Horace Greeley
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"Horace Greeley" was newspaper editor/editor of the New-York Tribune, among the great newspapers of its time. Long active in politics, he served briefly as a congressman from New York, and was the candidate of the Democratic Party (United States)/Democratic and Liberal Republican Party (United States)/Liberal Republican parties in the 1872 presidential election. He was defeated by President Ulysses S. Grant on Election Day, but died before the casting of the electoral vote.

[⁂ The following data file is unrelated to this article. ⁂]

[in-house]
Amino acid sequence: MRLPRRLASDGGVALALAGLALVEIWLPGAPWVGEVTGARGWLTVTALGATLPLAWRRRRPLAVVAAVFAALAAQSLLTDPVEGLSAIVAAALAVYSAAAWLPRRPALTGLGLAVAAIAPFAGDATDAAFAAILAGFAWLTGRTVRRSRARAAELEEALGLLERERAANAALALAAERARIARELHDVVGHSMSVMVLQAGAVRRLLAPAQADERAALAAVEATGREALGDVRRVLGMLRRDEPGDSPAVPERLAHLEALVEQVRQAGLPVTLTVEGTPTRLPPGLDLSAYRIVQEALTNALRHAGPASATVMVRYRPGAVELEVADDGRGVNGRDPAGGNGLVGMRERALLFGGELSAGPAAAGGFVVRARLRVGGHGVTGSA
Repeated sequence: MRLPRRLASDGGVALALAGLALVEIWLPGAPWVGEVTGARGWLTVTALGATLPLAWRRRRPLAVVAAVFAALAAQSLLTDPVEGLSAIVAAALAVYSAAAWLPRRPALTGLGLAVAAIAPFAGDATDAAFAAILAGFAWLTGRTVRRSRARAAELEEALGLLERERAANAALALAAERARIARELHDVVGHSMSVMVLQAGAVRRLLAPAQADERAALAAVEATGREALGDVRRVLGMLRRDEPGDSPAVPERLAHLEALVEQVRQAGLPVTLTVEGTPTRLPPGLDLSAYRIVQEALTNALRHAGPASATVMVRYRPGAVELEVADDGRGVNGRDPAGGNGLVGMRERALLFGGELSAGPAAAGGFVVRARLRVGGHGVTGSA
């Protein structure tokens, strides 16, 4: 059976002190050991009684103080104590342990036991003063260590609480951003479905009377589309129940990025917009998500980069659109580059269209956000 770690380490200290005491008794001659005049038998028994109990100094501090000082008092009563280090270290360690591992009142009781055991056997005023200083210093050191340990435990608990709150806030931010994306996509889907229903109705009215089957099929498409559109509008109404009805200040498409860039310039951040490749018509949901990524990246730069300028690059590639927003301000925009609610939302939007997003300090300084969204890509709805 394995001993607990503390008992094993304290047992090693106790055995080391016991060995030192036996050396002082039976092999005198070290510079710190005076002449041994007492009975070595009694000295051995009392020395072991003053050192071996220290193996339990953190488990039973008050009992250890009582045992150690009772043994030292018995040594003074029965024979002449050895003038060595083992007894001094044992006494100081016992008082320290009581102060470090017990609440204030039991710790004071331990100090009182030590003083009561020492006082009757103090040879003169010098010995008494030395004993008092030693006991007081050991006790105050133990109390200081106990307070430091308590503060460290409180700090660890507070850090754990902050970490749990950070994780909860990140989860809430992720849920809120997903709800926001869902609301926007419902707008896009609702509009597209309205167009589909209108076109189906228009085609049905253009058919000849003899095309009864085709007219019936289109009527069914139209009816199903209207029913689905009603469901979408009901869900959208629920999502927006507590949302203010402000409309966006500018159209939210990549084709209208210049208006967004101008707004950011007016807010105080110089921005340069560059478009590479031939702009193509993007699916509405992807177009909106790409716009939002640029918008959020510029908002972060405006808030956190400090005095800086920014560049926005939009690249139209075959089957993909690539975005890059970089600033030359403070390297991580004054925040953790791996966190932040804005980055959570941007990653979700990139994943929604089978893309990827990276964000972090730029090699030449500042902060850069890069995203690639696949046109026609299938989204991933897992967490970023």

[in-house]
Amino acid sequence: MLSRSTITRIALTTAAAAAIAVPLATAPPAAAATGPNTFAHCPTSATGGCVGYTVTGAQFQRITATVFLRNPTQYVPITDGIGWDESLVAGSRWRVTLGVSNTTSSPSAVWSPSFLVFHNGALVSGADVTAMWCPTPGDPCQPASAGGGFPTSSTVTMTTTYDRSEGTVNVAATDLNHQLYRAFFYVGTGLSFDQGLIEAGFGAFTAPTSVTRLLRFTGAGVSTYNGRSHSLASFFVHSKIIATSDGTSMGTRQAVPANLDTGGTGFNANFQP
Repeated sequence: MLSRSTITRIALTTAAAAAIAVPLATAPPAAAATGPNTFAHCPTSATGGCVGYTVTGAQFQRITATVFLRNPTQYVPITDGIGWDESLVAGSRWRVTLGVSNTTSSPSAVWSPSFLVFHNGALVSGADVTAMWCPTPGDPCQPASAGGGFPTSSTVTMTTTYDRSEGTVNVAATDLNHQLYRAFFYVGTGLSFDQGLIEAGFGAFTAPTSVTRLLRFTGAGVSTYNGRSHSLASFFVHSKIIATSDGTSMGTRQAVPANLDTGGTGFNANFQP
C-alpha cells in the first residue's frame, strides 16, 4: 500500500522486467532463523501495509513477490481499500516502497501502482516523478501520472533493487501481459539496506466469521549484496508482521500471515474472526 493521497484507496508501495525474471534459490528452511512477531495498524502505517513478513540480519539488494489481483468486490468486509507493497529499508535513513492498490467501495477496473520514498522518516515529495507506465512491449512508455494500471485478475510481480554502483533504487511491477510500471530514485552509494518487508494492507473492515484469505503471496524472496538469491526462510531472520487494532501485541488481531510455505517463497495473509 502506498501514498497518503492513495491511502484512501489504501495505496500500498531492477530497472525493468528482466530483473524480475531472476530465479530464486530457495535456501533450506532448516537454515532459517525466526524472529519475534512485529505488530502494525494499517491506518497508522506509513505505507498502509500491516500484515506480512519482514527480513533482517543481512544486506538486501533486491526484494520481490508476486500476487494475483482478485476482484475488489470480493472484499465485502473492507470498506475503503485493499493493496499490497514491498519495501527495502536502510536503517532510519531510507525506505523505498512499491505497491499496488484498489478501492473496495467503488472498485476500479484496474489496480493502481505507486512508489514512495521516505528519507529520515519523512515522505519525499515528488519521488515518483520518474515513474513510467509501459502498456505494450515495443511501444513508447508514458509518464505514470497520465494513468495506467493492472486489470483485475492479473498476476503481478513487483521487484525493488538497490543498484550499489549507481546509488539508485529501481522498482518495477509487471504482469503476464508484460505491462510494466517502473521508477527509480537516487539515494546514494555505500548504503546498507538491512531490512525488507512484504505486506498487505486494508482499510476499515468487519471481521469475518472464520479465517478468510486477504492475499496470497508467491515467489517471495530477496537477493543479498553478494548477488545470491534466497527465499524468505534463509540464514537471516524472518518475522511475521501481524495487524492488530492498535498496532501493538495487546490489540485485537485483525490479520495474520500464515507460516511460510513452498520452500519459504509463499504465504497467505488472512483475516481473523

Greeley was born to a poor family in New Hampshire. He was apprenticed to a printer in Vermont, and in 1831 went to New York City to seek his fortune. He wrote for or edited a number of publications, and involved himself in Whig Party (United States)/Whig Party politics, taking a significant part in William Henry Harrison's successful 1840 presidential campaign. The following year, he founded the Tribune, which through weekly editions sent by mail became the highest-circulating newspaper in the country. Among many other issues, he urged the settlement of the American West, which he saw as a land of opportunity for the young and the unemployed.

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